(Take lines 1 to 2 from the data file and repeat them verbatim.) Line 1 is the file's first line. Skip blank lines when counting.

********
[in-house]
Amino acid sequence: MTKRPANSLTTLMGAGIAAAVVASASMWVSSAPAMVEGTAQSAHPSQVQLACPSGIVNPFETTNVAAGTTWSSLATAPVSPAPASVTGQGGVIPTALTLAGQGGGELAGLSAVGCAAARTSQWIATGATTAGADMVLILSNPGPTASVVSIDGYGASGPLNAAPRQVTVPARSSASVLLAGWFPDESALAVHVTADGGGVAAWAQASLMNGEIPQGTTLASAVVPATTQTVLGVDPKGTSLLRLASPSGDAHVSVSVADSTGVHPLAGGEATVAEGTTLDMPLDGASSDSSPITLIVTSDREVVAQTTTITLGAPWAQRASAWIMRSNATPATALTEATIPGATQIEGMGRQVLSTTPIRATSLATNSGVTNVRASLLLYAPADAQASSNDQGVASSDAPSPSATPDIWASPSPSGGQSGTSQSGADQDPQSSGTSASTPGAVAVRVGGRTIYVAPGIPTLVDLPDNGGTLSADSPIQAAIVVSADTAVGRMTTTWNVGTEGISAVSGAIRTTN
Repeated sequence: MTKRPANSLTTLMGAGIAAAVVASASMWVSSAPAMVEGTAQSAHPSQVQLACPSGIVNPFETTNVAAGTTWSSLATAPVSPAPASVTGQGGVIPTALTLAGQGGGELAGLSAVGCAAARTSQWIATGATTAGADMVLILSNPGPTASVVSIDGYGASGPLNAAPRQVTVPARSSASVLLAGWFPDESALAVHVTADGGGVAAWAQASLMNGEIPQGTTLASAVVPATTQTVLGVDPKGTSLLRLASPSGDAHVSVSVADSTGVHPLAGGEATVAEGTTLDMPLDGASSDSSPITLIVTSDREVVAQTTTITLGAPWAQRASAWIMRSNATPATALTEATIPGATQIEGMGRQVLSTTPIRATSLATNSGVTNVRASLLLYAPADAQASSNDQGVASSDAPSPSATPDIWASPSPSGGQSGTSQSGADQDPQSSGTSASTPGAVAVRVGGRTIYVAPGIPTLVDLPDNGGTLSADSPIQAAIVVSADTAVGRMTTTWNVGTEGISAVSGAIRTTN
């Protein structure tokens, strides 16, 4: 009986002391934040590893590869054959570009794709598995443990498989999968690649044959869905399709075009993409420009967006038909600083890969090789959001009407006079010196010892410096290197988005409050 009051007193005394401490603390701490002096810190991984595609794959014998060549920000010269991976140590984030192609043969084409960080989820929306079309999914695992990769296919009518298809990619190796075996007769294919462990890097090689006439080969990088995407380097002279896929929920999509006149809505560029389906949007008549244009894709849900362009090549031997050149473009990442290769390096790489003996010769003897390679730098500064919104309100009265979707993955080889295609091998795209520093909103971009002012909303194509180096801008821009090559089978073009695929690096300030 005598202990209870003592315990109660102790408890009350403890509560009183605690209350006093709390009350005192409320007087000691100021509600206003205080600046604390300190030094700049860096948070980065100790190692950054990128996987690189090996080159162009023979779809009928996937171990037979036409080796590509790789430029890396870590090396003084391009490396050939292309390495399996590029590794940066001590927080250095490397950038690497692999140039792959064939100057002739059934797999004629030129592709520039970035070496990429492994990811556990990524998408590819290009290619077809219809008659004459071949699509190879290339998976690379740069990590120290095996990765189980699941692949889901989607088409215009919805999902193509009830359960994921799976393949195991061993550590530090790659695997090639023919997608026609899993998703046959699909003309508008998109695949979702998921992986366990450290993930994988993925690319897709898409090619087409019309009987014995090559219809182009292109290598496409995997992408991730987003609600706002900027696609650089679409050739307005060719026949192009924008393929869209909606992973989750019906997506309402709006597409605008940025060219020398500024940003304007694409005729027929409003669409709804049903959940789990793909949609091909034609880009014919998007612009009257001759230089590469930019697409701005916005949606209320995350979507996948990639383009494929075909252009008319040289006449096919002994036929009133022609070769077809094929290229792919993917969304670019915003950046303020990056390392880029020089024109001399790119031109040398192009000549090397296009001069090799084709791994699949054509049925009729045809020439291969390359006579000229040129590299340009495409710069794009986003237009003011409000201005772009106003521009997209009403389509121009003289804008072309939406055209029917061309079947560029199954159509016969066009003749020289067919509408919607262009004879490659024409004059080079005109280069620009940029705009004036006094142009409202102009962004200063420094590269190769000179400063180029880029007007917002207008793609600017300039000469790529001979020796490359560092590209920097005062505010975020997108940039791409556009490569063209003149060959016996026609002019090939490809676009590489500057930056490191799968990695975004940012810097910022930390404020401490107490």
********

[in-house]
Amino acid sequence: MTKRPANSLTTLMGAGIAAAVVASASMWVSSAPAMVEGTAQSAHPSQVQLACPSGIVNPFETTNVAAGTTWSSLATAPVSPAPASVTGQGGVIPTALTLAGQGGGELAGLSAVGCAAARTSQWIATGATTAGADMVLILSNPGPTASVVSIDGYGASGPLNAAPRQVTVPARSSASVLLAGWFPDESALAVHVTADGGGVAAWAQASLMNGEIPQGTTLASAVVPATTQTVLGVDPKGTSLLRLASPSGDAHVSVSVADSTGVHPLAGGEATVAEGTTLDMPLDGASSDSSPITLIVTSDREVVAQTTTITLGAPWAQRASAWIMRSNATPATALTEATIPGATQIEGMGRQVLSTTPIRATSLATNSGVTNVRASLLLYAPADAQASSNDQGVASSDAPSPSATPDIWASPSPSGGQSGTSQSGADQDPQSSGTSASTPGAVAVRVGGRTIYVAPGIPTLVDLPDNGGTLSADSPIQAAIVVSADTAVGRMTTTWNVGTEGISAVSGAIRTTN